For the first time in the history of the United States, lynching has been made a federal hate crime. On Tuesday (March 29), President Joe Biden officially signed the Emmett Till Anti-Lynching Act — an acknowledgment of the “pure terror” endured by African Americans over the years.

“Lynching was pure terror to enforce the lie that not everyone … belongs in America, not everyone is created equal. Terror, to systematically undermine hard-fought civil rights,” he said at the signing ceremony, per CNN. “Terror, not just in the dark of the night but in broad daylight. Innocent men, women and children hung by nooses in trees, bodies burned and drowned and castrated.”

“Their crimes?” he asked before providing answers to the rhetorical question. “Trying to vote. Trying to go to school. Trying to own a business or preach the gospel. False accusations of murder, arson and robbery. Simply being Black.”

The passing of the law puts an end to the century-long process advocates were met with as they fought to criminalize lynching. Vice President Kamala Harris, who made an unsuccessful attempt when she was a senator, acknowledged the years-long fight while calling on Americans to stand up against other acts of terror.

“Anti-lynching legislation has been introduced to the United States Congress more than 200 times,” she said. “Lynching is not a relic of the past. Racial acts of terror still occur in our nation. And when they do, we must all have the courage to name them and hold the perpetrators to account.”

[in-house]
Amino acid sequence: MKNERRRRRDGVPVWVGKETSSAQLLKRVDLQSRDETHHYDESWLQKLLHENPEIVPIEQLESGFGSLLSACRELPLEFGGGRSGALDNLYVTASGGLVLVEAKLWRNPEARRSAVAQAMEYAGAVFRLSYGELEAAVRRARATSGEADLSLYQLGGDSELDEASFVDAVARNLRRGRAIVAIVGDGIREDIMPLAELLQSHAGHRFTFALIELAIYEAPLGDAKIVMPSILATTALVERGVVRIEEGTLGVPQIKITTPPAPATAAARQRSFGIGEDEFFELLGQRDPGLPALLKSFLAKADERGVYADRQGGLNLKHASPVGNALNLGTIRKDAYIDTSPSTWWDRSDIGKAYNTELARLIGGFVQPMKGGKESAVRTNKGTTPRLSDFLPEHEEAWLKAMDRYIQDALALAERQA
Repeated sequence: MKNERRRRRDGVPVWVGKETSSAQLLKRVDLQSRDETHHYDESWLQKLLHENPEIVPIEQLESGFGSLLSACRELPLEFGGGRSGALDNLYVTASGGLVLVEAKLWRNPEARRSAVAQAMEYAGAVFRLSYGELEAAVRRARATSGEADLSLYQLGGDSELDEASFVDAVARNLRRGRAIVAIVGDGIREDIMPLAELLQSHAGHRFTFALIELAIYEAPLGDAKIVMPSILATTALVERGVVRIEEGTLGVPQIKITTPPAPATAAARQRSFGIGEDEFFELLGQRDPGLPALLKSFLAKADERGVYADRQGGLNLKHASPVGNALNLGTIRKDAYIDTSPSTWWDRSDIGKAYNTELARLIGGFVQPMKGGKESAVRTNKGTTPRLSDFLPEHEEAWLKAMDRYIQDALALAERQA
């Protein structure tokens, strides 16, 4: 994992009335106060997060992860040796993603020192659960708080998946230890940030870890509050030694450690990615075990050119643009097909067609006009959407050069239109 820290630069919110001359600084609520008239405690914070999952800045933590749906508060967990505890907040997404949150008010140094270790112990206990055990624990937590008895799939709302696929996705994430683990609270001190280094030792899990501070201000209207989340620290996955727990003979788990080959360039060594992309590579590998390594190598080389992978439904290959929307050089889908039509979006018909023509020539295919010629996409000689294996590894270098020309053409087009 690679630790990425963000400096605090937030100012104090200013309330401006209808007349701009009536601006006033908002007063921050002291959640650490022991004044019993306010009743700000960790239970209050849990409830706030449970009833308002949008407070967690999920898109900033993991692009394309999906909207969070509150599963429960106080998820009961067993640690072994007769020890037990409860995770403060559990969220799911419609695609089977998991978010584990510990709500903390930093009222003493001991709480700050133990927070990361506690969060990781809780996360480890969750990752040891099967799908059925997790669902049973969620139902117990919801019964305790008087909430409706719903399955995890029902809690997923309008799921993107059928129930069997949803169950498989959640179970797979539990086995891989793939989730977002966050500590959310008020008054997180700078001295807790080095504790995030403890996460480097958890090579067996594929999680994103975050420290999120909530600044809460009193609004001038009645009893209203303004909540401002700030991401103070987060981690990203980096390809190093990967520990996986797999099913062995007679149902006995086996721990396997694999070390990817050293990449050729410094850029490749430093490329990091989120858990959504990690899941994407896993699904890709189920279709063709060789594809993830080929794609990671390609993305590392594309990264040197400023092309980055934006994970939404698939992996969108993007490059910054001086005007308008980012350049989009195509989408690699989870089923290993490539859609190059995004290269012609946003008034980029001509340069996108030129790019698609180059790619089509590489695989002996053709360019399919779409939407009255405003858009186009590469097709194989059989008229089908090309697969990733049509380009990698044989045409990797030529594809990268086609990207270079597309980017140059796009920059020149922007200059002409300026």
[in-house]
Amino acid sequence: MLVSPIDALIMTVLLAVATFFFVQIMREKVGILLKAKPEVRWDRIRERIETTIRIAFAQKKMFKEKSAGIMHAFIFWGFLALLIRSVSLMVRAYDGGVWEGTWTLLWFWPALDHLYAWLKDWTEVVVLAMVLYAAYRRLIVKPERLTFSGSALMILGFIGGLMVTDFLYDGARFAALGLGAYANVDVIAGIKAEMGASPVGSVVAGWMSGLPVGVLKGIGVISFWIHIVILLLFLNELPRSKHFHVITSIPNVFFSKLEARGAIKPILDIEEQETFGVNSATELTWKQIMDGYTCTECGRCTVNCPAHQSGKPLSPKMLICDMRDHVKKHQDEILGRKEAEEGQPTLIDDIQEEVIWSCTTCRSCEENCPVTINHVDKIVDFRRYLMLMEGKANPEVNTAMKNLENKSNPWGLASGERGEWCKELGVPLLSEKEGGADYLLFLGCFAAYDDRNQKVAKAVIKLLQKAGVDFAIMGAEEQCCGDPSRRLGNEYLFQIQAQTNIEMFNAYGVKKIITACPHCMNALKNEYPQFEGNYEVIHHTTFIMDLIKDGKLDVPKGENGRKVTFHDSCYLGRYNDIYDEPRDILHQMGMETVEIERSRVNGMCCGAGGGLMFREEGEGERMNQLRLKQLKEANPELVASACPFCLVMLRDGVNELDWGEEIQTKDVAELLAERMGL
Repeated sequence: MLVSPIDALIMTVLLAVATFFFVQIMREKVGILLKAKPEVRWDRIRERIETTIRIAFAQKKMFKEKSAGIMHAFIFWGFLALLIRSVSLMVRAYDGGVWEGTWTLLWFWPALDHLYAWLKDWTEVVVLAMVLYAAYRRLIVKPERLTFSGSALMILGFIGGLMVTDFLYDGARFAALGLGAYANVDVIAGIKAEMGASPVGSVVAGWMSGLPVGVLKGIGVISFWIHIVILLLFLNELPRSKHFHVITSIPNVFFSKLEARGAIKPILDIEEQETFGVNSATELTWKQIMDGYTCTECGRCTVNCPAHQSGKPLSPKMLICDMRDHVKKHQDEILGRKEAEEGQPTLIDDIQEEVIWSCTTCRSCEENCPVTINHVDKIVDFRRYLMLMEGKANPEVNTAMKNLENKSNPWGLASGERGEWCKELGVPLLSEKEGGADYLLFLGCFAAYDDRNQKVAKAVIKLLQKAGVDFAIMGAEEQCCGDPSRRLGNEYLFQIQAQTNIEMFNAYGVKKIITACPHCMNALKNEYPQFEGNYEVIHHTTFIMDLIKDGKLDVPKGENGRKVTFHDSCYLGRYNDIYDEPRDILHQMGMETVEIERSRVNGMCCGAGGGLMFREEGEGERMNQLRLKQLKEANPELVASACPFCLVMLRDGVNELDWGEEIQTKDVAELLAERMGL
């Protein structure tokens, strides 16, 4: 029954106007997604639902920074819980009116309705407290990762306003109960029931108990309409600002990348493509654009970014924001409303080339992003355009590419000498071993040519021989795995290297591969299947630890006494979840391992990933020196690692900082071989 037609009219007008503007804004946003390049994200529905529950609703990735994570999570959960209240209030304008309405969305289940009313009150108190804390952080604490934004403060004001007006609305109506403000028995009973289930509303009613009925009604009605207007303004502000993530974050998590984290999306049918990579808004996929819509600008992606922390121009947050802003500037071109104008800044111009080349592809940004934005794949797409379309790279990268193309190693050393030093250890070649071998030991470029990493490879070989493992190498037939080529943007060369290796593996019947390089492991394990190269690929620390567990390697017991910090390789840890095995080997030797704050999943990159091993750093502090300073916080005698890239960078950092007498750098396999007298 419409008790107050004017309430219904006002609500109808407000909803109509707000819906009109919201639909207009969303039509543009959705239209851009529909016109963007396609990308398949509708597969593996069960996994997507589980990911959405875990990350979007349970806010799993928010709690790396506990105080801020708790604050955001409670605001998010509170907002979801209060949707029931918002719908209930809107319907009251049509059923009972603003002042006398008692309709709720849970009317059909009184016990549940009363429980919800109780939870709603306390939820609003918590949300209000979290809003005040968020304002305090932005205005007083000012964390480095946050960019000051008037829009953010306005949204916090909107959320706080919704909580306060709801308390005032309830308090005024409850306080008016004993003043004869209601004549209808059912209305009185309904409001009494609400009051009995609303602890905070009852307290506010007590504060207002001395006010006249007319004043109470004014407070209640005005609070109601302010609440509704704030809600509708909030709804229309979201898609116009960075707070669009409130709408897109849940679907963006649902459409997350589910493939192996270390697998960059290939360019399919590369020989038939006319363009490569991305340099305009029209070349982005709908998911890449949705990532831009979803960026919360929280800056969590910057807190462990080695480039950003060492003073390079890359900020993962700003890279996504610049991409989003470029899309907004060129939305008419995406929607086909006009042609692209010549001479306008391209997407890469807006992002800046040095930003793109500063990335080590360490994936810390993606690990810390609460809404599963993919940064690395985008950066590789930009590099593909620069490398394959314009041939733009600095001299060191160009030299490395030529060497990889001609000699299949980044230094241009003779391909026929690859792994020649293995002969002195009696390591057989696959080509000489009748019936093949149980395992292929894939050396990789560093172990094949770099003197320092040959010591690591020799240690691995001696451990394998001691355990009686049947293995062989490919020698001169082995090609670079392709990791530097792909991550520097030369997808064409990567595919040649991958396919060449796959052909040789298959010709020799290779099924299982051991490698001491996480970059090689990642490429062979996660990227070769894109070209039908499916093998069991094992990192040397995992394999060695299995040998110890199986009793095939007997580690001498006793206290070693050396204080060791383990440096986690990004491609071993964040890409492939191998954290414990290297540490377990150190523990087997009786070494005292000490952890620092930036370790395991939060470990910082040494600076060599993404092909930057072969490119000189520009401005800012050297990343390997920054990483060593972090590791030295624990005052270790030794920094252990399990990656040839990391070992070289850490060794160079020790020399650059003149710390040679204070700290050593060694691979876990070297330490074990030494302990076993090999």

The anti-lynching bill is specifically named after Till, who was lynched in 1955 after he was accused of whistling at a white woman. Biden, however, made it clear that it is also meant to address persistent acts of racism still taking place in the modern-day.

“From the bullets in the back of Ahmaud Arbery to countless other acts of violence, countless victims known and unknown, the same racial hatred that drove the mob to hang a noose brought that mob carrying torches out of the fields of Charlottesville just a few years ago — racial hate isn’t an old problem,” he said. “It’s a persistent problem.”

With the signing of the Emmett Till Bill, which Biden admits was “long overdue,” POTUS believes the nation is one “step toward that more perfect union.” Harris said the law is a recognition of “the horror in our history.”

See the tweets from President Joe Biden and Kamala Harris.